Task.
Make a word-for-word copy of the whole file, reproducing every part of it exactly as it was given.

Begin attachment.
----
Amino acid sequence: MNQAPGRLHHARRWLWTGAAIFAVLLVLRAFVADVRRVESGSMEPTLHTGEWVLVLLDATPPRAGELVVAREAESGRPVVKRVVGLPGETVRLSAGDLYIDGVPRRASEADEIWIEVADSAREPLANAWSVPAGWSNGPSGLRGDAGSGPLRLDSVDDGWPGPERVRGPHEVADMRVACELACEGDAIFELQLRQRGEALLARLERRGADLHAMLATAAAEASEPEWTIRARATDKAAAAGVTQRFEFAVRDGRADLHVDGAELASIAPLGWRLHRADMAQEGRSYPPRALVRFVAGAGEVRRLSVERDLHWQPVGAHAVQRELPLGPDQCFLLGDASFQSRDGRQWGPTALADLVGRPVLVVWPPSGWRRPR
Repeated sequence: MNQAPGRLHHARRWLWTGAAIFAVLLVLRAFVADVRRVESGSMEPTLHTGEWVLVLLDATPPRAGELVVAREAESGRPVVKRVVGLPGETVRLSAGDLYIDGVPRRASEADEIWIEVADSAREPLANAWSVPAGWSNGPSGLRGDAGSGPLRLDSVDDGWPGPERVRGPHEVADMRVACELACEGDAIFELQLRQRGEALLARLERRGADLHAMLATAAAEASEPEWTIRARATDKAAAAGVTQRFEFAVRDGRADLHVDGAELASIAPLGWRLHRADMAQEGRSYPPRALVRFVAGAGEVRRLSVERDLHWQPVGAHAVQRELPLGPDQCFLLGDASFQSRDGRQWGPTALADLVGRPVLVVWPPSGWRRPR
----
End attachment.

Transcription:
Amino acid sequence: MNQAPGRLHHARRWLWTGAAIFAVLLVLRAFVADVRRVESGSMEPTLHTGEWVLVLLDATPPRAGELVVAREAESGRPVVKRVVGLPGETVRLSAGDLYIDGVPRRASEADEIWIEVADSAREPLANAWSVPAGWSNGPSGLRGDAGSGPLRLDSVDDGWPGPERVRGPHEVADMRVACELACEGDAIFELQLRQRGEALLARLERRGADLHAMLATAAAEASEPEWTIRARATDKAAAAGVTQRFEFAVRDGRADLHVDGAELASIAPLGWRLHRADMAQEGRSYPPRALVRFVAGAGEVRRLSVERDLHWQPVGAHAVQRELPLGPDQCFLLGDASFQSRDGRQWGPTALADLVGRPVLVVWPPSGWRRPR
Repeated sequence: MNQAPGRLHHARRWLWTGAAIFAVLLVLRAFVADVRRVESGSMEPTLHTGEWVLVLLDATPPRAGELVVAREAESGRPVVKRVVGLPGETVRLSAGDLYIDGVPRRASEADEIWIEVADSAREPLANAWSVPAGWSNGPSGLRGDAGSGPLRLDSVDDGWPGPERVRGPHEVADMRVACELACEGDAIFELQLRQRGEALLARLERRGADLHAMLATAAAEASEPEWTIRARATDKAAAAGVTQRFEFAVRDGRADLHVDGAELASIAPLGWRLHRADMAQEGRSYPPRALVRFVAGAGEVRRLSVERDLHWQPVGAHAVQRELPLGPDQCFLLGDASFQSRDGRQWGPTALADLVGRPVLVVWPPSGWRRPR